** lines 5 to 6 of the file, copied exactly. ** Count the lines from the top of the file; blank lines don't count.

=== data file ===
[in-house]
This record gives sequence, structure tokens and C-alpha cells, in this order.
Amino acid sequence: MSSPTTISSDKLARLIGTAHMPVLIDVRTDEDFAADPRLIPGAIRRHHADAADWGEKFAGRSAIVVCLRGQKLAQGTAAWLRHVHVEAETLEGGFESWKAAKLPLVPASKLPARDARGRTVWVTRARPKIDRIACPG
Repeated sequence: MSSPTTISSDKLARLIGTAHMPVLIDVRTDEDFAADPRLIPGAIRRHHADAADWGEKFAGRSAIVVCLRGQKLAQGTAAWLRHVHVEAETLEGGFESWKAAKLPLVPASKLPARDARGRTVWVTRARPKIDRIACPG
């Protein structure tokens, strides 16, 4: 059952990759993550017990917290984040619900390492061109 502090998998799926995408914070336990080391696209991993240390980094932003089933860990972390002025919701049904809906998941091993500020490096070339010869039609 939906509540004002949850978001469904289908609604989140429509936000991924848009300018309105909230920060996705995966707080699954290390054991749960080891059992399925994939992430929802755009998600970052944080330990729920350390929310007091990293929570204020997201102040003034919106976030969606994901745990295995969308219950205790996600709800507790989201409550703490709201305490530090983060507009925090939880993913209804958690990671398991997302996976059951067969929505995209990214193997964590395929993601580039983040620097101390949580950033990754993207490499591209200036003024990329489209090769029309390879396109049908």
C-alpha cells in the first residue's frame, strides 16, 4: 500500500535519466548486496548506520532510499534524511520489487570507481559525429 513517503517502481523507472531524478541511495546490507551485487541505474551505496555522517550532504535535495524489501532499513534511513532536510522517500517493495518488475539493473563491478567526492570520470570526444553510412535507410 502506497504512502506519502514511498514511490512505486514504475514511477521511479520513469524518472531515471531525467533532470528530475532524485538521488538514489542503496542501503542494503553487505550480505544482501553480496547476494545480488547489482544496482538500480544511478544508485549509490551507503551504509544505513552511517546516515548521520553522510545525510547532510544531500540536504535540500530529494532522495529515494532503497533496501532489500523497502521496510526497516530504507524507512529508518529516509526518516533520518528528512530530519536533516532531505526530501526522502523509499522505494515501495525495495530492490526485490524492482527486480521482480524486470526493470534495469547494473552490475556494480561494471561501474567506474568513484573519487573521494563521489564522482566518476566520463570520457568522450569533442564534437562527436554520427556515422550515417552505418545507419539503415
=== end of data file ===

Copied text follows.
């Protein structure tokens, strides 16, 4: 059952990759993550017990917290984040619900390492061109 502090998998799926995408914070336990080391696209991993240390980094932003089933860990972390002025919701049904809906998941091993500020490096070339010869039609 939906509540004002949850978001469904289908609604989140429509936000991924848009300018309105909230920060996705995966707080699954290390054991749960080891059992399925994939992430929802755009998600970052944080330990729920350390929310007091990293929570204020997201102040003034919106976030969606994901745990295995969308219950205790996600709800507790989201409550703490709201305490530090983060507009925090939880993913209804958690990671398991997302996976059951067969929505995209990214193997964590395929993601580039983040620097101390949580950033990754993207490499591209200036003024990329489209090769029309390879396109049908």
C-alpha cells in the first residue's frame, strides 16, 4: 500500500535519466548486496548506520532510499534524511520489487570507481559525429 513517503517502481523507472531524478541511495546490507551485487541505474551505496555522517550532504535535495524489501532499513534511513532536510522517500517493495518488475539493473563491478567526492570520470570526444553510412535507410 502506497504512502506519502514511498514511490512505486514504475514511477521511479520513469524518472531515471531525467533532470528530475532524485538521488538514489542503496542501503542494503553487505550480505544482501553480496547476494545480488547489482544496482538500480544511478544508485549509490551507503551504509544505513552511517546516515548521520553522510545525510547532510544531500540536504535540500530529494532522495529515494532503497533496501532489500523497502521496510526497516530504507524507512529508518529516509526518516533520518528528512530530519536533516532531505526530501526522502523509499522505494515501495525495495530492490526485490524492482527486480521482480524486470526493470534495469547494473552490475556494480561494471561501474567506474568513484573519487573521494563521489564522482566518476566520463570520457568522450569533442564534437562527436554520427556515422550515417552505418545507419539503415